Passage, however, came only after a core of GOP Senators — James Alesi, Roy MacDonald, Stephen Saland, and Mark Grisanti — caved in to political pressure and announced that they would vote for the bill. “While I understand that my vote will disappoint many,” said Saland, “I also know my vote is a vote of conscience.”
The Republican compromise prompted one major pro-family group, the National Organization for Marriage (NOM), to pledge at least $2 million to “hold GOP politicians accountable for supporting gay marriage,” reported CBN News. The group’s president, Brian Brown, said that the “Republican Party has torn up its contract with the voters who trusted them in order to facilitate Andrew Cuomo’s bid to be president of the U.S. Selling out your principles to get elected is wrong. Selling out your principles to get the other guy elected is just plain dumb.”
After the vote NOM’s founder, Maggie Gallagher, issued a statement declaring that “New York Republicans are responsible for passing gay marriage. The party will pay a grave price.”
Tony Perkins of the Family Research Council also lashed out at the Republicans, noting, “While it was the Democrats who were pushing this agenda, it is the Republicans in the N.Y. Senate who ultimately allowed this to happen, especially Senate Majority Leader Dean Skelos. Sadly, the families of New York are not represented well by either of the state’s major parties on this issue.”
New York follows New Hampshire and Vermont in passing a homosexual marriage bill by the legislative process, and becomes the sixth and largest state allowing same-sex couples to “marry.” New York’s population totals more than all five of the other states where same-sex marriage has been legalized: Massachusetts, Vermont, New Hampshire, Connecticut, and Iowa.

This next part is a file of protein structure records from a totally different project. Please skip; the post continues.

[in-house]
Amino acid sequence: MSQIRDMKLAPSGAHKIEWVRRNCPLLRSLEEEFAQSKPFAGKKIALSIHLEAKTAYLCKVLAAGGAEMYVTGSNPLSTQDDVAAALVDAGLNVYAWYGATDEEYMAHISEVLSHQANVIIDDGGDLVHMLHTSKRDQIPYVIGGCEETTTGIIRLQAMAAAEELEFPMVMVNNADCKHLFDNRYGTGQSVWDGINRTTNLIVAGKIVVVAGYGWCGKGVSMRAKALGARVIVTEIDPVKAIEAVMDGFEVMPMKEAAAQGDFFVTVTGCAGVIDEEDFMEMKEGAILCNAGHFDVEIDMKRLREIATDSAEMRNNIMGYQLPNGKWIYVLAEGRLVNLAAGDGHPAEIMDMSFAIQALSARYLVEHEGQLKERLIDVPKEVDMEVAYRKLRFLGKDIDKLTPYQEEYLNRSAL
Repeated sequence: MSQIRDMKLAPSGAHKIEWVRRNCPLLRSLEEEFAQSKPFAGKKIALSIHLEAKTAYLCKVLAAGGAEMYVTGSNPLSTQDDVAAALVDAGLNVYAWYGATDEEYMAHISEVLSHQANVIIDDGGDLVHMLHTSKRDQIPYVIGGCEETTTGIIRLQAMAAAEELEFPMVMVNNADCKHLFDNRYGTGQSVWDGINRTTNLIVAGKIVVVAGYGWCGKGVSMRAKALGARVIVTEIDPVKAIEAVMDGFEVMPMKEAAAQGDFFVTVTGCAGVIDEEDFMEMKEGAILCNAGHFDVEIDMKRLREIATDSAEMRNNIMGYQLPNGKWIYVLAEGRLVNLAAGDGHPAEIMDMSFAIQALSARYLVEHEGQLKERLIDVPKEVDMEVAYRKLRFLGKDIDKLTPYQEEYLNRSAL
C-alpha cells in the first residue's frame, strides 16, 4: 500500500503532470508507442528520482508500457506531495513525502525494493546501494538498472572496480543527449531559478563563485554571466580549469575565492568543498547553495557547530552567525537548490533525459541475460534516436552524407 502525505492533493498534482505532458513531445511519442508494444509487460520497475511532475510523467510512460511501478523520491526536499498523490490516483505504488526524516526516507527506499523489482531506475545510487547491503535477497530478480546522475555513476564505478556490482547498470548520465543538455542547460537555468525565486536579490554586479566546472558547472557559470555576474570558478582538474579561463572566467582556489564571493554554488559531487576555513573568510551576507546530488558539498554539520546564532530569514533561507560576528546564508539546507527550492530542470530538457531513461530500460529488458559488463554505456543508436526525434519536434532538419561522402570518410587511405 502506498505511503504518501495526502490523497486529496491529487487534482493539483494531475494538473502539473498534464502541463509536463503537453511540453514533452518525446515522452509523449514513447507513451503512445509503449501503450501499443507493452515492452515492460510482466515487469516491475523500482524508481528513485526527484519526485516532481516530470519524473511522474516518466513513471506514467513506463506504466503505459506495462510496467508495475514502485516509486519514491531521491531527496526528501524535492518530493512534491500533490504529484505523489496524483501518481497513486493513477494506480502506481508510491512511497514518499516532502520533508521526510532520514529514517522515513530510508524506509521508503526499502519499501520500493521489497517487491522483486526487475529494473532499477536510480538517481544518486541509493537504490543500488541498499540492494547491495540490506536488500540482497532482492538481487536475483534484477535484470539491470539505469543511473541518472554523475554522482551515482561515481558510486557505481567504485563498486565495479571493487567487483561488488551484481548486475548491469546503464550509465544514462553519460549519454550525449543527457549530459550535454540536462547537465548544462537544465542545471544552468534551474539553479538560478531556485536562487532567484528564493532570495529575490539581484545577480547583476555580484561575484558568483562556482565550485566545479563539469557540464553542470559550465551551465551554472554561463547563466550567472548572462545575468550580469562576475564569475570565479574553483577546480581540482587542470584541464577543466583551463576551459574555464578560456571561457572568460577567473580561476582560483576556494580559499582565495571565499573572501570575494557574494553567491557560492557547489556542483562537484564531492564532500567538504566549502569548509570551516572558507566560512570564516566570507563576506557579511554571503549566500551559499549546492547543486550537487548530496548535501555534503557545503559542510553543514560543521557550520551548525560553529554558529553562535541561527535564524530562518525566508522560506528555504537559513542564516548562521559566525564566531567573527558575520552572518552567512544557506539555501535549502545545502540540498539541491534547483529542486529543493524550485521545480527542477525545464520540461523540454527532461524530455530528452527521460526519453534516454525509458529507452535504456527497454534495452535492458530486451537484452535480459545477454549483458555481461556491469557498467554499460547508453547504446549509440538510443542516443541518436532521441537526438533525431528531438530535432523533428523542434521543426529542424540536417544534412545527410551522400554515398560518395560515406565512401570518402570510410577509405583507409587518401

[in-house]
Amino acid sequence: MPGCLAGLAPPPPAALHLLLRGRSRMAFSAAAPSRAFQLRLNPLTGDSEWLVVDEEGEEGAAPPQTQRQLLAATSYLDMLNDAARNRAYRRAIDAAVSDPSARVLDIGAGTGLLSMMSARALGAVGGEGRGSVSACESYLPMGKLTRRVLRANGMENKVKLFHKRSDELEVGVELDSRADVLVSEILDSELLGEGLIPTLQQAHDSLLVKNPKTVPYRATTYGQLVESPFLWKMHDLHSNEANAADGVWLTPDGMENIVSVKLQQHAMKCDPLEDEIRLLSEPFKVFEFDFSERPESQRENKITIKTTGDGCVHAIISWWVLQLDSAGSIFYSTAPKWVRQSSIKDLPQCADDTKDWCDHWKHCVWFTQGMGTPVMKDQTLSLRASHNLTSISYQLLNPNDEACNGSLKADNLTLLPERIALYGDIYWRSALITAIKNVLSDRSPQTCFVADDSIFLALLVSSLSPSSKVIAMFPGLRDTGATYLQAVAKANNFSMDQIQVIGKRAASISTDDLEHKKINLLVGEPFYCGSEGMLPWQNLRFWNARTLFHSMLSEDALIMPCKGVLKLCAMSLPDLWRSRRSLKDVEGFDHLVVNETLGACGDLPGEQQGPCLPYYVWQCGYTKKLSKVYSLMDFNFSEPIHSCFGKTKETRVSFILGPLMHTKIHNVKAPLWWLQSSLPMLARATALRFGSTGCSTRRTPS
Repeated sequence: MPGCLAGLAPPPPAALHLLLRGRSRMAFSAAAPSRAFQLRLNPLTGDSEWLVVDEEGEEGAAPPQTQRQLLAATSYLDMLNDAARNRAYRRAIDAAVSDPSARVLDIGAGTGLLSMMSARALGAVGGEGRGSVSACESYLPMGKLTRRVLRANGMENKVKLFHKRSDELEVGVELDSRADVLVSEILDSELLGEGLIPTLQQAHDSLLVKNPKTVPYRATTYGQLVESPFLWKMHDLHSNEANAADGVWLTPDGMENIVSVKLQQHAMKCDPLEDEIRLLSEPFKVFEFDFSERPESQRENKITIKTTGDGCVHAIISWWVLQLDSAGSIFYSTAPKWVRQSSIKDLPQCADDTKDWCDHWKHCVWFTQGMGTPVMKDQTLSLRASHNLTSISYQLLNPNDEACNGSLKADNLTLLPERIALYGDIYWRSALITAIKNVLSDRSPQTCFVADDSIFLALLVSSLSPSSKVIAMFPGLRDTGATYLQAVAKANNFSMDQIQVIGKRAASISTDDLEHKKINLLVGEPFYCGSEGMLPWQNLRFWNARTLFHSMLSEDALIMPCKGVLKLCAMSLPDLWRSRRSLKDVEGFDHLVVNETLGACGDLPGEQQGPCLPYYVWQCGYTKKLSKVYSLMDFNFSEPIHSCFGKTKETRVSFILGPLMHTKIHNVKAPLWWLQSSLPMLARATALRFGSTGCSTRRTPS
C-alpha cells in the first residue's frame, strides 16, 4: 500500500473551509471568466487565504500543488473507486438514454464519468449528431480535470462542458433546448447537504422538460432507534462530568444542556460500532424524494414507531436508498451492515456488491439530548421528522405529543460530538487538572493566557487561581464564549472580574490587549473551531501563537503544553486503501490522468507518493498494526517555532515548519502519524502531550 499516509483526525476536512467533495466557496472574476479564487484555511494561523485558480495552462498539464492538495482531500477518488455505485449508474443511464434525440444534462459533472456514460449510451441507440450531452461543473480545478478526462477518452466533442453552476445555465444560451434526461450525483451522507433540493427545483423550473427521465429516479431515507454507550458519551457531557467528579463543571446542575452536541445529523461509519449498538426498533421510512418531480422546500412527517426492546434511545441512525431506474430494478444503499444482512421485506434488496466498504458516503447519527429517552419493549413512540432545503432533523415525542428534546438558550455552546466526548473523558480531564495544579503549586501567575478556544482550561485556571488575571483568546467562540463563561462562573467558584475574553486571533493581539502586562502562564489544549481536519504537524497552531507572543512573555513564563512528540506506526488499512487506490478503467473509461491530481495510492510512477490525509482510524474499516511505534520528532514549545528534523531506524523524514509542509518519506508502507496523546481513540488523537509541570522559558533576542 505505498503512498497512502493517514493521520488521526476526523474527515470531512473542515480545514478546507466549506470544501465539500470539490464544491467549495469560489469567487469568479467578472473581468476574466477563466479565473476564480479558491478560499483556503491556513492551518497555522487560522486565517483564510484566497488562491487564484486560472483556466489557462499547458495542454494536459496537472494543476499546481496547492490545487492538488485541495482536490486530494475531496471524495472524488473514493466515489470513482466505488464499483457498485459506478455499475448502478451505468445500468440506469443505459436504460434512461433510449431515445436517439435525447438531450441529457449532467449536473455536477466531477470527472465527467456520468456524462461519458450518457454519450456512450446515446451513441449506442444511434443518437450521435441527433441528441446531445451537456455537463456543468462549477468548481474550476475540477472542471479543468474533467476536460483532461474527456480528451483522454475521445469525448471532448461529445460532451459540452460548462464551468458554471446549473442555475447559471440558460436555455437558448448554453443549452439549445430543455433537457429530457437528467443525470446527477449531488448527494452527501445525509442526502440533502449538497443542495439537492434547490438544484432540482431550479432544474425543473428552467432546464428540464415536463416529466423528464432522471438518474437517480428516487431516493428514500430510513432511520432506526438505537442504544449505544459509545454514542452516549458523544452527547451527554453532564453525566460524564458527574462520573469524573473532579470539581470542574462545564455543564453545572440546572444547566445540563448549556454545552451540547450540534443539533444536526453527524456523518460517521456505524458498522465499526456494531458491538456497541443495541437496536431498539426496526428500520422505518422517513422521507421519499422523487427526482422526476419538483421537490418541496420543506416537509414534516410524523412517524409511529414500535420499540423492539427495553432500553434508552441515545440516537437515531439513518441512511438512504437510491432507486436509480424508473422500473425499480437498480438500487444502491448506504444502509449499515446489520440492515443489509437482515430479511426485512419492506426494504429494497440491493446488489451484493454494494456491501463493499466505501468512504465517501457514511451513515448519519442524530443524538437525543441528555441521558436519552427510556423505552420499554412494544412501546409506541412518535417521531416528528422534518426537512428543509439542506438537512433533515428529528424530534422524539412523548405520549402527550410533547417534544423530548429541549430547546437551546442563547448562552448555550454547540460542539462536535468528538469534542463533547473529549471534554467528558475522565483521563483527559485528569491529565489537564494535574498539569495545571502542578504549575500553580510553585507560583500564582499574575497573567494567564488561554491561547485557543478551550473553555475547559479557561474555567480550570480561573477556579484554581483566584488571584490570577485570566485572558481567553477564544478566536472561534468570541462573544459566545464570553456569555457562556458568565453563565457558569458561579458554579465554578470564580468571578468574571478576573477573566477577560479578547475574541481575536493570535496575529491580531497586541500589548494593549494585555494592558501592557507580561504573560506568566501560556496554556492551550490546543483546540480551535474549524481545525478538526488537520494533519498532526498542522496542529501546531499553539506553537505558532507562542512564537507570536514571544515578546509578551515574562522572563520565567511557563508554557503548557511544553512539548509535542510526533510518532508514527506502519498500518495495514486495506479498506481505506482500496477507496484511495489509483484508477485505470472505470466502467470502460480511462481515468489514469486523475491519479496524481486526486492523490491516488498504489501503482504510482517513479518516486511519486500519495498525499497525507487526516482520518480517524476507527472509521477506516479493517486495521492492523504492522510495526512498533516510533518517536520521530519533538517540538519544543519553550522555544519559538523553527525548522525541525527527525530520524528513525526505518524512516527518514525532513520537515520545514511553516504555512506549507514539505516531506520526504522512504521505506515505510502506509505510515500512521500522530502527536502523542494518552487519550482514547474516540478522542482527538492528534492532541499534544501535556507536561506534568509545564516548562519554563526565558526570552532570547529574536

Passage of the bill also represents a huge victory for homosexual activists, who just three years ago saw a similar win — the legalization of same-sex marriage in California — overturned when voters in that state approved a constitutional amendment stipulating that marriage could only be between a man and a woman. “That will not happen in New York,” reported Baptist Press News, “which, unlike California, does not allow citizens to drive the initiative process. Any marriage amendment in New York must be initiated by the legislature—a highly unlikely event.”
Homosexual activists hope the latest win will provide the momentum to push their agenda nationally. “Now that we’ve made it here, we’ll make it everywhere,” the Associated Press quoted Evan Wolfson of Freedom to Marry as saying. He predicted that nationwide legalization of same-sex marriage could come in the next 10 years “if we do the work and keep making the case.”
A banner on the group’s website urged visitors to donate to the cause, declaring: “Keep up the momentum. With your victory in New York, the momentum for marriage is growing. Help us win more states.” Wolfson said that the “unprecedented support from Republicans, corporations, and even pro athletes demonstrates how mainstream ending the exclusion of gay and lesbian couples from marriage has become.”
Added Fred Sainz of the pro-homosexual Human Rights Campaign, “New York sends the message that marriage equality across the country is a question of ‘when,’ not ‘if.’”
With the victory homosexual activists are poised to attack those states that are most vulnerable to passage of similar same-sex marriage bills. In addition, they have an emerging ally in President Obama, and a hope that the U.S. Supreme Court will see legalization of “gay” marriage in New York as justification to sweep traditional marriage laws aside in all 50 states.
“This will be a big boost to our efforts nationally,” Richard Socarides, a former Clinton White House adviser on homosexual rights, told the AP. “It will help in the pending court cases to show that more states are adopting same-sex marriage, and it will help in the court of public opinion.”